It’s difficult to find sustainable farmers and ranchers in Utah. If you do your research, you’ll notice that we’re about 10 years behind the Northern California or Oregon area as far as organic farming, free-range poultry, grass-fed beef, and pastured pork. I can count on one hand the number of people doing 100% grass-fed beef in Utah. I know because we bought a quarter beef last year. Even the hobby-ranchers buy a couple steers, raise them on grass for a little while and then send them to a feedlot to “fatten them up” on corn. They don’t know any different. Corn is so engrained into our American culture that even the old-timers that I’ve talked with think that it’s normal to feed a steer corn.
So when my sister saw McDowell Family Farms on a KSL news spot, she told me about them and I decided to see if they were everything they claimed to be, because many people are not.
For anyone who’s read Michael Pollan’s book “Omnivore’s Dilemma,” you understand what I’m talking about. “Free-range” is an incredibly loose term in this country. According to Pollan, in order to label your poultry in the supermarket as “free-range”, you must provide a little patch of grass with a small door in the poultry house that stays open for a certain amount of time during the day. Chickens are stupid creatures. They are driven by food (does that make me stupid?) as most animals are. This means that instead of venturing outside to enjoy the fresh air, yummy bugs, grass, fresh water, and everything else the great-wide open benefits chicken-kind, they stay indoors. Indoors is where the food is. Even if it is protein pellets designed to fatten the chickens to the point they can no longer walk. Chickens are also flock animals, meaning they aren’t solitary, mostly for protection against predators. Chickens stick together. And if everyone else is staying indoors to be close to the food, even if they’re not hungry, they stay close, never venturing outdoors. This vicious circle, in addition to the greedy, bigger, faster, cheaper, attitude that rules the roost in this country, is the reason we have salmonella outbreaks. It’s also the reason that we aren’t able to cook our poultry to our desired temperature. Anything below 165 is Russian roulette. It’s the reason we have to treat raw poultry like nuclear waste in our kitchen: sanitize! What else did you cut with this knife? Cross-contamination! AH!!! If only we had better products to work with, we wouldn’t have to be so paranoid about being paranoid.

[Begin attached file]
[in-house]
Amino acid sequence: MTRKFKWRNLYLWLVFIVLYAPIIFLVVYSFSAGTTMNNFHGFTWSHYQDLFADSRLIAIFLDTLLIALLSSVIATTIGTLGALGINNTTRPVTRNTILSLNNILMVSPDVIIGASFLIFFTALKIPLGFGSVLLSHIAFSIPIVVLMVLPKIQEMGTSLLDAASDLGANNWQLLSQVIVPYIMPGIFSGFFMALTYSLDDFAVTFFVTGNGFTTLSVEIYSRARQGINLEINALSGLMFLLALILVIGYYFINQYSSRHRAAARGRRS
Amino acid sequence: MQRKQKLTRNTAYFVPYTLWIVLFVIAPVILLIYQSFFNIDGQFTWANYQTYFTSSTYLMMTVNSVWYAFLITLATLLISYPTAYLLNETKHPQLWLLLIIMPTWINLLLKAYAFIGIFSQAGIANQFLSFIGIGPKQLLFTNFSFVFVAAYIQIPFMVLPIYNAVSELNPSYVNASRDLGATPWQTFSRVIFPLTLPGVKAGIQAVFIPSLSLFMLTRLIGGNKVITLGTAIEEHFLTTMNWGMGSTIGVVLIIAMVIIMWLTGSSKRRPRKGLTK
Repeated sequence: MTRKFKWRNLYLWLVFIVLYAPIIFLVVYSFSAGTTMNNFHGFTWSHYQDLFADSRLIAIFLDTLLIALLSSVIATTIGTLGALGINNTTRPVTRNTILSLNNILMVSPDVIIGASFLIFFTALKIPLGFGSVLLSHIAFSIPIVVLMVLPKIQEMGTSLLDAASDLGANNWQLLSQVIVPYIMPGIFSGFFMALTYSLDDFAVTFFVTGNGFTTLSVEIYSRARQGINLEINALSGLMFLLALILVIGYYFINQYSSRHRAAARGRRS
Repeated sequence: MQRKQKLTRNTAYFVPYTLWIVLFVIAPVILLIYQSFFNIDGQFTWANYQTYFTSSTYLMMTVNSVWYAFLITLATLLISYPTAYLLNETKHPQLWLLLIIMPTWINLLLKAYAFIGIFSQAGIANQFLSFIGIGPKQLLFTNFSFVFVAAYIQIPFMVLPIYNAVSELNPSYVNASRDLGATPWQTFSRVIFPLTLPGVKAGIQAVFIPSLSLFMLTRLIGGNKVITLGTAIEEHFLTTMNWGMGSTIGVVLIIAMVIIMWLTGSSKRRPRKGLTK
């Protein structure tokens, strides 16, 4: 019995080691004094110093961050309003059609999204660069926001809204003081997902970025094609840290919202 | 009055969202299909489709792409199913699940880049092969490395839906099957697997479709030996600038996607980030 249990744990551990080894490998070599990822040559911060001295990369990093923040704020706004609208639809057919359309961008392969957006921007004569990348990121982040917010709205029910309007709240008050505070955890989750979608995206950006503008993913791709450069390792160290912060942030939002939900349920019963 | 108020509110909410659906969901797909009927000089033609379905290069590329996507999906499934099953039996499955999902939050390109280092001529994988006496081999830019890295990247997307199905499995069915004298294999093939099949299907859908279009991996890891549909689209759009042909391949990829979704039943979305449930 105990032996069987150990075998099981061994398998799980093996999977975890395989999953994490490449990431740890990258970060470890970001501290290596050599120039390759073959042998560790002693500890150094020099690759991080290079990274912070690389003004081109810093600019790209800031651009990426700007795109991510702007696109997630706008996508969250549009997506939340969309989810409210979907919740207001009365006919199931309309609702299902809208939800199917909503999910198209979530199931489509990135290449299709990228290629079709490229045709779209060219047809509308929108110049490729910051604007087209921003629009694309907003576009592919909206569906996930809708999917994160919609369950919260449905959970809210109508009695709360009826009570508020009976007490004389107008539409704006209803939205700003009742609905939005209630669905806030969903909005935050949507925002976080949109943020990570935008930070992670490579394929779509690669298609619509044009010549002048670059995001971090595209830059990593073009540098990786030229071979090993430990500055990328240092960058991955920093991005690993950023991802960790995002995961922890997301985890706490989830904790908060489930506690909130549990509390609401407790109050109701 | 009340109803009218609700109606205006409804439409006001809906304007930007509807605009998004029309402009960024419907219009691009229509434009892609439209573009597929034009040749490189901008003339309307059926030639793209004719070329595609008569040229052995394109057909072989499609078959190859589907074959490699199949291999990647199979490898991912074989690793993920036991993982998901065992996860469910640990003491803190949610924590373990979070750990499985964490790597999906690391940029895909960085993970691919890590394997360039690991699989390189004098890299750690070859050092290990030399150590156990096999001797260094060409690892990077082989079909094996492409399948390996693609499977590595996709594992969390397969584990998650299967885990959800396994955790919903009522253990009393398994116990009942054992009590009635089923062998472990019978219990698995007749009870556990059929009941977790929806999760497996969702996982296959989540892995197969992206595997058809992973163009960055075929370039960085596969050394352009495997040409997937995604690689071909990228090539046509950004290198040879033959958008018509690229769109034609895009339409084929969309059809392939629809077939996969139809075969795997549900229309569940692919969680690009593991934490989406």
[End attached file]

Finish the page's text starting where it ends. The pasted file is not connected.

Ok, time to step off my soapbox. If you’re interested in becoming more educated about our food system in this nation, check out any of Michael Pollan’s books, or Eric Schslocher’s book “Fast Food Nation.” The documentary “Food Inc” is also excellent. Even Anthony Bourdain, a guy who normally couldn’t care less about how animals are treated as long as they taste good, has an entire chapter in his new book “Medium Raw” where he rants about how he’s sick of not being able to order a medium-rare burger.
Becoming educated is exactly what led Danny and Shawnee McDowell down the path they’re on. It was inspiring to see a couple, not much older than me, following a dream, fighting the system, and having fun doing it.
I spent a morning up on the land that they lease in Wanship, Utah. If you’ve never heard of Wanship, don’t feel bad. There’s not much there. And the owners of the local convenient store won’t let you use their restroom. Hopefully the rest of the townsfolk are kinder.
Avoiding the groundhog as he scampered out of the way, I attempted to navigate the dirt road in my civic, down towards their field. I opened the gate, said hello to the horses in the corner, and made my way across the vibrant green grass over to Danny and his roving chicken and turkey shelters. The grass was amazing, fairway-like. It was clear where the birds had just finished “fertilizing.” They were now located on another patch of grass, kept there by way of solar-powered electric fences. Clear water was flowing out of hoses as chickens bent down to get a drink.